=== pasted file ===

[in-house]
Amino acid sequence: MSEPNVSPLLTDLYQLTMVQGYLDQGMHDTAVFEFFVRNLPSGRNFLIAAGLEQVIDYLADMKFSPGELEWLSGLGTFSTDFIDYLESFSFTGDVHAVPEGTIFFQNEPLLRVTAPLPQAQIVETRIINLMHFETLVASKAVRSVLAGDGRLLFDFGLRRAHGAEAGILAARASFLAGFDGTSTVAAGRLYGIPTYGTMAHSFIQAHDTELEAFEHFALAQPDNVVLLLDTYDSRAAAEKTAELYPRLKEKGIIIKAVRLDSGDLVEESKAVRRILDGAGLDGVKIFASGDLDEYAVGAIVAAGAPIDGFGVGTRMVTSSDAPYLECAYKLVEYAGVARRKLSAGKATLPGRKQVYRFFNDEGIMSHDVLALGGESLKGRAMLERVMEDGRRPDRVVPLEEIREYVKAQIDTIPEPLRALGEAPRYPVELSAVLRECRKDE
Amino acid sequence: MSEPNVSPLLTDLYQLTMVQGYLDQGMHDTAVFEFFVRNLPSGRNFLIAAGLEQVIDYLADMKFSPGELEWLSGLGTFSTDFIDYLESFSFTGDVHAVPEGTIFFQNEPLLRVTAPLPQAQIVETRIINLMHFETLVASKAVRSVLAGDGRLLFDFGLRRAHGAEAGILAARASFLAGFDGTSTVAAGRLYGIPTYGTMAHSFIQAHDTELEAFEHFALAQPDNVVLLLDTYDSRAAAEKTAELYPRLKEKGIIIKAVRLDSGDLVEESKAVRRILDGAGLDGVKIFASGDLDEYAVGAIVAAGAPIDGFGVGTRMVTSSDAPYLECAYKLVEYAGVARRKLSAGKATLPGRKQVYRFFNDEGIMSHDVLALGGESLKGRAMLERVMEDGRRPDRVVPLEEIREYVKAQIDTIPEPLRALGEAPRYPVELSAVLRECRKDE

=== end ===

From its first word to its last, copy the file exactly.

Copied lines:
[in-house]
Amino acid sequence: MSEPNVSPLLTDLYQLTMVQGYLDQGMHDTAVFEFFVRNLPSGRNFLIAAGLEQVIDYLADMKFSPGELEWLSGLGTFSTDFIDYLESFSFTGDVHAVPEGTIFFQNEPLLRVTAPLPQAQIVETRIINLMHFETLVASKAVRSVLAGDGRLLFDFGLRRAHGAEAGILAARASFLAGFDGTSTVAAGRLYGIPTYGTMAHSFIQAHDTELEAFEHFALAQPDNVVLLLDTYDSRAAAEKTAELYPRLKEKGIIIKAVRLDSGDLVEESKAVRRILDGAGLDGVKIFASGDLDEYAVGAIVAAGAPIDGFGVGTRMVTSSDAPYLECAYKLVEYAGVARRKLSAGKATLPGRKQVYRFFNDEGIMSHDVLALGGESLKGRAMLERVMEDGRRPDRVVPLEEIREYVKAQIDTIPEPLRALGEAPRYPVELSAVLRECRKDE
Amino acid sequence: MSEPNVSPLLTDLYQLTMVQGYLDQGMHDTAVFEFFVRNLPSGRNFLIAAGLEQVIDYLADMKFSPGELEWLSGLGTFSTDFIDYLESFSFTGDVHAVPEGTIFFQNEPLLRVTAPLPQAQIVETRIINLMHFETLVASKAVRSVLAGDGRLLFDFGLRRAHGAEAGILAARASFLAGFDGTSTVAAGRLYGIPTYGTMAHSFIQAHDTELEAFEHFALAQPDNVVLLLDTYDSRAAAEKTAELYPRLKEKGIIIKAVRLDSGDLVEESKAVRRILDGAGLDGVKIFASGDLDEYAVGAIVAAGAPIDGFGVGTRMVTSSDAPYLECAYKLVEYAGVARRKLSAGKATLPGRKQVYRFFNDEGIMSHDVLALGGESLKGRAMLERVMEDGRRPDRVVPLEEIREYVKAQIDTIPEPLRALGEAPRYPVELSAVLRECRKDE